Graham Reid | | <1 min read
The album title here might be a joke, it means “something to say”. But this outing by one of Mali's finest singers and songwriters comes a full seven years after her stunning debut Fatou which was in our best of that year's list.
Admittedly she has been busy recording with other artists (among them David Crosby, Herbie Hancock and Snarky Puppy, which is indicative of her range) but this one doesn't have any thing like the frisson of that debut.
The desert blues of the title track is so dialed down musically that despite her soaring vocal it simply never gets any momentum let alone engagement, and elsewhere you sense that someone thought it would be a good idea to constrain her into appeasing pop (albeit with tickling guitars and kora).
Material like the supple Kokoro and the upbeat ba-ba-ba pop of Bonya simply strike familiar chords, Kanou Dan Yen rides a polite rhythm and while Negue Negue sounds more energised with its funky groove and pop smarts it also hardly allows her to reach the depth and breadth she has been capable of.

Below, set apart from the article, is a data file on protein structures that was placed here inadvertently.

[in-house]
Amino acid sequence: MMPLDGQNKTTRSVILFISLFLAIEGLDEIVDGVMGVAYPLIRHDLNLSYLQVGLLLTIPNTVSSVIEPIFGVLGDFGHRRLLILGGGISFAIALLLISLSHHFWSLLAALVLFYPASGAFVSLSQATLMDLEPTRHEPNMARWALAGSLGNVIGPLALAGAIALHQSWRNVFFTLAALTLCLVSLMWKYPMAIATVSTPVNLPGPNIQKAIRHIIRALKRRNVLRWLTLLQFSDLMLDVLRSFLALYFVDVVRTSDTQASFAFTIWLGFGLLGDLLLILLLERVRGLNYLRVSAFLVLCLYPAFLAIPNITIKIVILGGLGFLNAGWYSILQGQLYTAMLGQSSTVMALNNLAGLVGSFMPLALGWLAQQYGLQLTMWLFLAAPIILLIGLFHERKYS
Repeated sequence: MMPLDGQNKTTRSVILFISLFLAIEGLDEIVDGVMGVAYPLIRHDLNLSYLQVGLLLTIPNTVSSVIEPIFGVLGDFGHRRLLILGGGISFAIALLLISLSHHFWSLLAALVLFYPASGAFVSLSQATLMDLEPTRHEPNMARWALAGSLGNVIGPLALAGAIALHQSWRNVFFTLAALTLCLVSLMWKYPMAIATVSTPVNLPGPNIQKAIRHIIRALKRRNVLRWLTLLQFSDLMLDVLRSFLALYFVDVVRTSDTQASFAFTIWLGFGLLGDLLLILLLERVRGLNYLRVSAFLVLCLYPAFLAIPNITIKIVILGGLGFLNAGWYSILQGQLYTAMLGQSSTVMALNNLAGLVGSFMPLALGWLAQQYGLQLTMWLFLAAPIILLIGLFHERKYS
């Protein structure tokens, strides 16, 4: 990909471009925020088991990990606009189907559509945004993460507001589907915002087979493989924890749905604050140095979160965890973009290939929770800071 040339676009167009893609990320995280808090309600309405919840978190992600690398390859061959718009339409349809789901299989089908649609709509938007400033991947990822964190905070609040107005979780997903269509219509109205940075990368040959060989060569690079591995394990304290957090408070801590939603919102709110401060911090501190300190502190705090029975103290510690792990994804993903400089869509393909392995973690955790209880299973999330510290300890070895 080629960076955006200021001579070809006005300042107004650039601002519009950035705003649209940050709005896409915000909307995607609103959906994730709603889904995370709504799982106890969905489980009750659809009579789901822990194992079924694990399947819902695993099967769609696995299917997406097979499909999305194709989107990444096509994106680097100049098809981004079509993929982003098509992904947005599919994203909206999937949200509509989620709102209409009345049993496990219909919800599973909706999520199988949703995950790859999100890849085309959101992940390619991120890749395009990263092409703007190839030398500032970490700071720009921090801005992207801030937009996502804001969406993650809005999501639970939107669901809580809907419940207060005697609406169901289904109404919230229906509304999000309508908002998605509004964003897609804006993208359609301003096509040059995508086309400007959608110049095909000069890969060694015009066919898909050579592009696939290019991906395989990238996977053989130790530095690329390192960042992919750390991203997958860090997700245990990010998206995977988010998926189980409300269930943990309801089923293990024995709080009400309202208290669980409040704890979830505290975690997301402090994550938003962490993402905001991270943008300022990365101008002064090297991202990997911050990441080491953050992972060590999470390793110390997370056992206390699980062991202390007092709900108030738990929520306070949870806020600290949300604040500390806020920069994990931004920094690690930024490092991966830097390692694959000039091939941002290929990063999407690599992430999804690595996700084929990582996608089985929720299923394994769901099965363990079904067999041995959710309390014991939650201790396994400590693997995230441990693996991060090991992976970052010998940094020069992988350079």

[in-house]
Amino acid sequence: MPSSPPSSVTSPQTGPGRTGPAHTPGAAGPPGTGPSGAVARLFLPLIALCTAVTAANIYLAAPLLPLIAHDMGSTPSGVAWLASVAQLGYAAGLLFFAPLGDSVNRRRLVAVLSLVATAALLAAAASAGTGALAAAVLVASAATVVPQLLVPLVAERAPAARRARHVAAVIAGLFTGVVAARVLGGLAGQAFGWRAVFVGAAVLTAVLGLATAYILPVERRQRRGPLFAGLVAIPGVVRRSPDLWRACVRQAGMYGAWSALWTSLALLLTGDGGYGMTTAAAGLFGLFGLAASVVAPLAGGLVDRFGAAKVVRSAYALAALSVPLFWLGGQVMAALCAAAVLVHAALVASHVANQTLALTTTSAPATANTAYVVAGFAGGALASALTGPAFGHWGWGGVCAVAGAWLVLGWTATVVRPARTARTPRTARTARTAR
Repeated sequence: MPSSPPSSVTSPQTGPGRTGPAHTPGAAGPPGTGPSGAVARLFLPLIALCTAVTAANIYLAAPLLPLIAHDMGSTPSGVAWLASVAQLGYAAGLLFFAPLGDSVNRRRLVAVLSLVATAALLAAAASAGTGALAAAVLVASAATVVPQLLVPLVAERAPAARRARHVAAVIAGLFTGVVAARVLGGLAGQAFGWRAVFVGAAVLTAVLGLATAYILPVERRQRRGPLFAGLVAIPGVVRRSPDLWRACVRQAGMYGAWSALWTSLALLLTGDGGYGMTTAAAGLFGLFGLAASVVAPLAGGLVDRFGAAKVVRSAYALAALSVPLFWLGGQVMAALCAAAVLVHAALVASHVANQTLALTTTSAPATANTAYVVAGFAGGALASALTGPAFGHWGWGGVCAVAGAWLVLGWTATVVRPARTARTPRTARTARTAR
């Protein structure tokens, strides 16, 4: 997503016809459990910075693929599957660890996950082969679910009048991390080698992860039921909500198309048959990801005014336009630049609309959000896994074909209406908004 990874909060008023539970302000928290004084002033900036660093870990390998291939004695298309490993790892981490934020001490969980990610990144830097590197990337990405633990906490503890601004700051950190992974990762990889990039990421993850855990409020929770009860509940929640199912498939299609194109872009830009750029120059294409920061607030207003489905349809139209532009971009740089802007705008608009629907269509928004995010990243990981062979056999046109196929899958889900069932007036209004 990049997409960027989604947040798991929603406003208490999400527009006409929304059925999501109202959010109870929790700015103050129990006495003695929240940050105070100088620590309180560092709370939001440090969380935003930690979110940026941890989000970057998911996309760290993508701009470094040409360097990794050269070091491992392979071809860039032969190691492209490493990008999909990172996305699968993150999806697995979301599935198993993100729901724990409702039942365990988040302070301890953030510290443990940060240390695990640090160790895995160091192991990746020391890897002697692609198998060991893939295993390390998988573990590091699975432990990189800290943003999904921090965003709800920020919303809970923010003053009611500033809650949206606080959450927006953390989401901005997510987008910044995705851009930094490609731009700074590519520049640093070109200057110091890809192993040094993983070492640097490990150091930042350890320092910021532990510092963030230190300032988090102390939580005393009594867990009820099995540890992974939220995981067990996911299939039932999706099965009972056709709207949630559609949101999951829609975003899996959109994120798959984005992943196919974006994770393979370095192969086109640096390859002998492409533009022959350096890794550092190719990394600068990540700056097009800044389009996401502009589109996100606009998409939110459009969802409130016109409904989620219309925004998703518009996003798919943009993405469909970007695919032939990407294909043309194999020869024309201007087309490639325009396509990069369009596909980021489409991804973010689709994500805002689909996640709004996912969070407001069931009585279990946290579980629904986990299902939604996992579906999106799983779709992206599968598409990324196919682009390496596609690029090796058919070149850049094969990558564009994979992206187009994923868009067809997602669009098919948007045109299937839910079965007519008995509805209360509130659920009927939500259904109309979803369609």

The ballad Mama and the thoughtful Don Do (with cellist Vincent Segal) right at the end are high points, but unworthy material such as the lightweight Dibi Bo (which barely keeps the interest despite being just over two minutes) suggests this album suffered from a paucity of material and clear direction.
Enjoyable enough, but also disappointing.